Click here for the report.

Press enquiries: 020 7222 4995

A downward cycle

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There's a tide in the affairs of men, which, taken at the ebb, can land you on the rocks in short order. I am beginning to wonder whether America, Britain and other leading economies are indeed launching themselves onto the rocks.

Anyone who has read their Hayek knows how it works. Central banks hate recessions. So they keep interest rates low. People borrow to buy homes and other assets. The bankers see the bubble and rein back. Borrowers and their banks run out of cash. Governments bail everyone out and print more money. Public debt soars and the currency falls in value. Foreign investors get cold feet. Bankers raise interest rates to restore confidence. Everyone is squeezed, and consumer spending falls. There's a recession. Governments bail everyone out and print more money, and off the cycle goes off again, round and round, until eventually you get stagflation, hyperinflation, and a huge collapse.

Arguably Britain is now on this cycle. The pound lost a third of its value against the dollar over 2008-09, and despite recovering a bit it has fallen sharply again. And let's face it, the dollar isn't in great shape either. The British media say that the fall in recent days has been because of polling fears of a hung Parliament come the election of (probably) May 6. Actually, it is more like fear of Gordon Brown's high-spending, high-borrowing government being re-elected. Investors know that Britain needs tough action to sort out its financial position, and there seems little chance of that if Brown stays in power. One part of me thinks it would be no bad thing if Britain fell weeping into the arms of the IMF. It would be painful, but at least they would sort out the mess and stop the downward cycle.

Are we all doomed?

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The annual investment forum in Tokyo of CLSA (Credit Lyonnais Securities Asia), a hugely influential group of fund managers, has heard a grim forecast from Dr Marc Faber, a market analyst with some success at forecasting crises. Universally pessimistic, he is dubbed "Dr Doom" by the industry. His forecast is that the US cannot service its growing mountain of debt, and that its debt repayments could hit 50 percent of tax revenues within 10 years. If this happens, he thinks the US will go bankrupt.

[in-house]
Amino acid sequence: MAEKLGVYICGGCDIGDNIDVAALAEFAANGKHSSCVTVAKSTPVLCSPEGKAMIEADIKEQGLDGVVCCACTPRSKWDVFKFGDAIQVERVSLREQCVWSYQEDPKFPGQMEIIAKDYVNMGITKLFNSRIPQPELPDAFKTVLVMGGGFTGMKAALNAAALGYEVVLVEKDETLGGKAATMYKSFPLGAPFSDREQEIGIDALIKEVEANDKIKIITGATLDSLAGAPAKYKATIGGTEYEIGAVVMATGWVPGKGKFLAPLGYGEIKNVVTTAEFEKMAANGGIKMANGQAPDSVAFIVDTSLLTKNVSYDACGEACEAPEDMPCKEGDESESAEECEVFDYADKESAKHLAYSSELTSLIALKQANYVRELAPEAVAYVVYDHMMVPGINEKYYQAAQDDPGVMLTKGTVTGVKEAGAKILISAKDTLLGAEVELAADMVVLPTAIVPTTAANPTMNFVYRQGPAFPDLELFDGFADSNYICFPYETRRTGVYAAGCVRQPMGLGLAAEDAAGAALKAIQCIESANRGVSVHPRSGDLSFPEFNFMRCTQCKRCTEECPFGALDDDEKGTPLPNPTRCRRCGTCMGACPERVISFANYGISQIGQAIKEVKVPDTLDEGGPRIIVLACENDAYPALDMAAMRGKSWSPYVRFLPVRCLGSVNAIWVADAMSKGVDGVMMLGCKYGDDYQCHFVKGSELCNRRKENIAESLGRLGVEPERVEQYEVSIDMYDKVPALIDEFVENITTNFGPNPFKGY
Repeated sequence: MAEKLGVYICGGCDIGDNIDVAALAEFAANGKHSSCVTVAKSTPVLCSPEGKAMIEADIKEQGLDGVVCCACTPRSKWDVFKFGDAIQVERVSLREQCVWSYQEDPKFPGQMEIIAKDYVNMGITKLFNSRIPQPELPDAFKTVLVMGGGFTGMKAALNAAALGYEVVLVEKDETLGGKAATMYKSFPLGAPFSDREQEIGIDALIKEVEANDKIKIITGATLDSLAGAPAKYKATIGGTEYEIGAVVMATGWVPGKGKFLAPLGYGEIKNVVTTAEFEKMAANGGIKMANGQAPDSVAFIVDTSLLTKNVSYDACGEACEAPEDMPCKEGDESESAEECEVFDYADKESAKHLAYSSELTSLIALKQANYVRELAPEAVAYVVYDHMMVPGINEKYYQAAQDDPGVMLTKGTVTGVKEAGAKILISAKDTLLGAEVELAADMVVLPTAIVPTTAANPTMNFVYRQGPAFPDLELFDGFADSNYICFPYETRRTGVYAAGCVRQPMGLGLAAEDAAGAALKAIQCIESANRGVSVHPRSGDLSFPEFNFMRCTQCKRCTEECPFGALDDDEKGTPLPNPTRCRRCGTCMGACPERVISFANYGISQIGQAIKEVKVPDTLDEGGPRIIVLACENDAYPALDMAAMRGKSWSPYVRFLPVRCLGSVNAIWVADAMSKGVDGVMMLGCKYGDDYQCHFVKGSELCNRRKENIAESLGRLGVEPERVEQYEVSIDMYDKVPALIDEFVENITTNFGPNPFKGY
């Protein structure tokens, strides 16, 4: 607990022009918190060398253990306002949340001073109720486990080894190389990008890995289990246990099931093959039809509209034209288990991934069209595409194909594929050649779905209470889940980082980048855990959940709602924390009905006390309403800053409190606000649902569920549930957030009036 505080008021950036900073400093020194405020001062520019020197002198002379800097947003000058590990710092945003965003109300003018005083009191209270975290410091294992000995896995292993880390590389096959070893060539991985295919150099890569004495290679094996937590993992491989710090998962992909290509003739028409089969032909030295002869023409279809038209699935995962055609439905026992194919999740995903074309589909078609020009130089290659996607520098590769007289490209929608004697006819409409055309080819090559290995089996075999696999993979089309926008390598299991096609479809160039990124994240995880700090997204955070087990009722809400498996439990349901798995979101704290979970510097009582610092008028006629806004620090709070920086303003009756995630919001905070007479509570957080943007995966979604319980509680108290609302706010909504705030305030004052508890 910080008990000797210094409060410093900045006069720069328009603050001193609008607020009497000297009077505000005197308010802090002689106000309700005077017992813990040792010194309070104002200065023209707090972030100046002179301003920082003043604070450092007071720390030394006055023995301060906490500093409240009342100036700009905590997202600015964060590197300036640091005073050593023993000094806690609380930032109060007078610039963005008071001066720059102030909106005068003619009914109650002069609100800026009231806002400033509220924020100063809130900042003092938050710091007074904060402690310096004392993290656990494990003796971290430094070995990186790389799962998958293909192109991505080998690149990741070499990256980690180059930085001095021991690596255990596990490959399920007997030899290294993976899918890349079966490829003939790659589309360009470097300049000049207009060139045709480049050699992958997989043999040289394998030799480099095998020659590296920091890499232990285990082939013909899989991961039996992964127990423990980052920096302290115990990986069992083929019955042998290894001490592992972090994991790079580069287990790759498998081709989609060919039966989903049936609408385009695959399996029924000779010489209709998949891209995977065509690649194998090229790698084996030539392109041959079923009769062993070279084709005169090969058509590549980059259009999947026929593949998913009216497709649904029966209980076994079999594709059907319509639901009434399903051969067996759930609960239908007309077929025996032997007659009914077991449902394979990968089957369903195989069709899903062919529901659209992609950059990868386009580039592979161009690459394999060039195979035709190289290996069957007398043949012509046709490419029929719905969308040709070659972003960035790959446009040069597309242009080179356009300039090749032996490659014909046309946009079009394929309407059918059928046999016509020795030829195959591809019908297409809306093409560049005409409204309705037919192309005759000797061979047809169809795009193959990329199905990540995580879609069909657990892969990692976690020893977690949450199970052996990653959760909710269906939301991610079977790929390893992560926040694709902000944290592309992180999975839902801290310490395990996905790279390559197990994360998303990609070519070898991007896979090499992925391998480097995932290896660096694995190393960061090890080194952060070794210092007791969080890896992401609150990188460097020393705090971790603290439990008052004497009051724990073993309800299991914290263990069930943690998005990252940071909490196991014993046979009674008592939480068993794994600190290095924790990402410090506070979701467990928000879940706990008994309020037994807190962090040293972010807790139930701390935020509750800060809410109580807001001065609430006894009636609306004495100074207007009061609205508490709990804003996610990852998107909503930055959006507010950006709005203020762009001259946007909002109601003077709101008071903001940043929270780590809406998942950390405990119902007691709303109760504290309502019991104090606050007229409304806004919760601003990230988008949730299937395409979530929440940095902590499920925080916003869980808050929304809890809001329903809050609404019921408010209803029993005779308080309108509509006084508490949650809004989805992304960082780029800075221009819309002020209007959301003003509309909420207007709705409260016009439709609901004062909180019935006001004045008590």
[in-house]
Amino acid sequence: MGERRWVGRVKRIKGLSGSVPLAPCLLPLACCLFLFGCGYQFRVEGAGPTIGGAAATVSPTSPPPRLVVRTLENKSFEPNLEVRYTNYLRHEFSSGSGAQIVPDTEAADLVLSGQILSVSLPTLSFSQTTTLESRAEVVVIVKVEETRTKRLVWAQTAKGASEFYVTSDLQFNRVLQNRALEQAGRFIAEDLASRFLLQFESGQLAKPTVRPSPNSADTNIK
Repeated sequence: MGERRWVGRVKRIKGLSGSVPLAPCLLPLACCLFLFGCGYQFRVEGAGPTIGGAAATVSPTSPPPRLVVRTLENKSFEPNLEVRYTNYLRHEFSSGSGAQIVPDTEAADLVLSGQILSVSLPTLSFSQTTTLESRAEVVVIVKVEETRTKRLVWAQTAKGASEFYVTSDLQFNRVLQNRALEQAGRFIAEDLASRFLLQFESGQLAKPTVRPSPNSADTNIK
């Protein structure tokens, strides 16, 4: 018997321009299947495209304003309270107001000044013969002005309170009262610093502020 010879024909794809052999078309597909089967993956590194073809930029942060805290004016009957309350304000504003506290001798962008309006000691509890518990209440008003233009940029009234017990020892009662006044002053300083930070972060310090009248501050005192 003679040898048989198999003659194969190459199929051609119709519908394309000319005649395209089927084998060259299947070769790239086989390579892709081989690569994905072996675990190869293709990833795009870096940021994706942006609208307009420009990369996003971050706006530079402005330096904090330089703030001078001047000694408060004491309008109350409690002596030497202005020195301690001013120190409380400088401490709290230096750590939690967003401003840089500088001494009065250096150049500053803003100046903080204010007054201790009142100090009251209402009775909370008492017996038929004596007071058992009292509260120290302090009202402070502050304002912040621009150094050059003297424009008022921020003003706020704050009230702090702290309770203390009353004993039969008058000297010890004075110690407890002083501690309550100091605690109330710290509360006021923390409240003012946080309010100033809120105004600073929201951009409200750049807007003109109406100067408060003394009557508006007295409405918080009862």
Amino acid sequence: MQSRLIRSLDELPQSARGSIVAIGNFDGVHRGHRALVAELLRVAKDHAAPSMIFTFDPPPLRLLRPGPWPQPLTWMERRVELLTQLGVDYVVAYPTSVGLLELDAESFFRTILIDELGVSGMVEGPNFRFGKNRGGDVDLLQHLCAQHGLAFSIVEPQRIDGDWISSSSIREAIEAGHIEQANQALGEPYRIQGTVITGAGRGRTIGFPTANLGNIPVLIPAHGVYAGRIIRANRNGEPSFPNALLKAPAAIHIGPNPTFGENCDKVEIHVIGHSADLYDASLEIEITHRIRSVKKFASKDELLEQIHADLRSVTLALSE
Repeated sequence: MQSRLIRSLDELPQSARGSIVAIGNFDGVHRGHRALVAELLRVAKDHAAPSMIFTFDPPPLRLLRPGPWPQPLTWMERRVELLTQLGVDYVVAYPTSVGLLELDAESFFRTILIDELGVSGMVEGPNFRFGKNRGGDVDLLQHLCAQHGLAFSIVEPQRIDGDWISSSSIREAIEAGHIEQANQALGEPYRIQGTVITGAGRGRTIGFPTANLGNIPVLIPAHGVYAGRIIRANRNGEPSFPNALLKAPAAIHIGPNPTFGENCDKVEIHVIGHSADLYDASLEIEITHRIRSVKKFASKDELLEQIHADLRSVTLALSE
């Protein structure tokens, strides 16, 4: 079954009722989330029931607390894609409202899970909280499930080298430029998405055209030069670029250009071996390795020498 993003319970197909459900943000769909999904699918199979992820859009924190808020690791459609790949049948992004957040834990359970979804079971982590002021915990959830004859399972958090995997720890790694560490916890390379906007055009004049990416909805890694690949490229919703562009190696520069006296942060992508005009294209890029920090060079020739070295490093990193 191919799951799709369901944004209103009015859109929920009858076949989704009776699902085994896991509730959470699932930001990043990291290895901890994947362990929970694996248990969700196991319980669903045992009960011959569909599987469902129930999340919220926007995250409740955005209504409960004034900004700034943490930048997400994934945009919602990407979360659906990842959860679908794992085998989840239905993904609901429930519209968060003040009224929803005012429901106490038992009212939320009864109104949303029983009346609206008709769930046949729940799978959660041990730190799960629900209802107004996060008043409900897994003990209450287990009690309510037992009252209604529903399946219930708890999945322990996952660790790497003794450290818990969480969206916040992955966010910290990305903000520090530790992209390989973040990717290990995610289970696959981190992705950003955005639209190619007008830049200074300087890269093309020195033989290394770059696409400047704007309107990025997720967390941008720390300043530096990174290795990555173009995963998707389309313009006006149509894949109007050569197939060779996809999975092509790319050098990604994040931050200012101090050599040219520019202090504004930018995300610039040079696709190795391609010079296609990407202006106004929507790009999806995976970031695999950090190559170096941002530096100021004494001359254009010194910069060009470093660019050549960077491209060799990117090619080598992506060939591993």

Dr Faber then ventures beyond market conditions to warn us of a coming "dirty war" which will shut down the internet and mobile phones, and see city water supplies being poisoned. He advises buying farmland and living rurally to escape the violence and biological attack which will afflict cities. He also suggests buying gold and precious metals "because they can be carried." In Asia he advises buying into agriculture and water treatment to play on future food and water shortages.

Chilling stuff, but will it happen? Doomsayers don't have a very good record. Humanity seems to muddle through despite the catastrophes so regularly predicted. Part of the reason is that we alter our behaviour to avoid them. We develop new technologies such as those which enabled the "green revolution" to avoid the threatened starvation. We will not all choke on the nightmare levels of pollution forecast because we are constantly developing ways of dealing with it and avoiding it. We haven't all died yet in a nuclear holocaust because we changed the way we behave once nuclear weapons entered the frame.

This is not to say Dr Faber is wrong – although I believe he is. It is just that he, like other doomspeakers, downplays what Julian Simon called "The Ultimate Resource," the creative ingenuity of humankind. Despite the gloomy forecasts that civilization would be wiped out by a new ice age, a population time bomb, a silent spring, or the depletion of scarce resources, we have proved quite adaptable and quite resourceful at dealing with problems.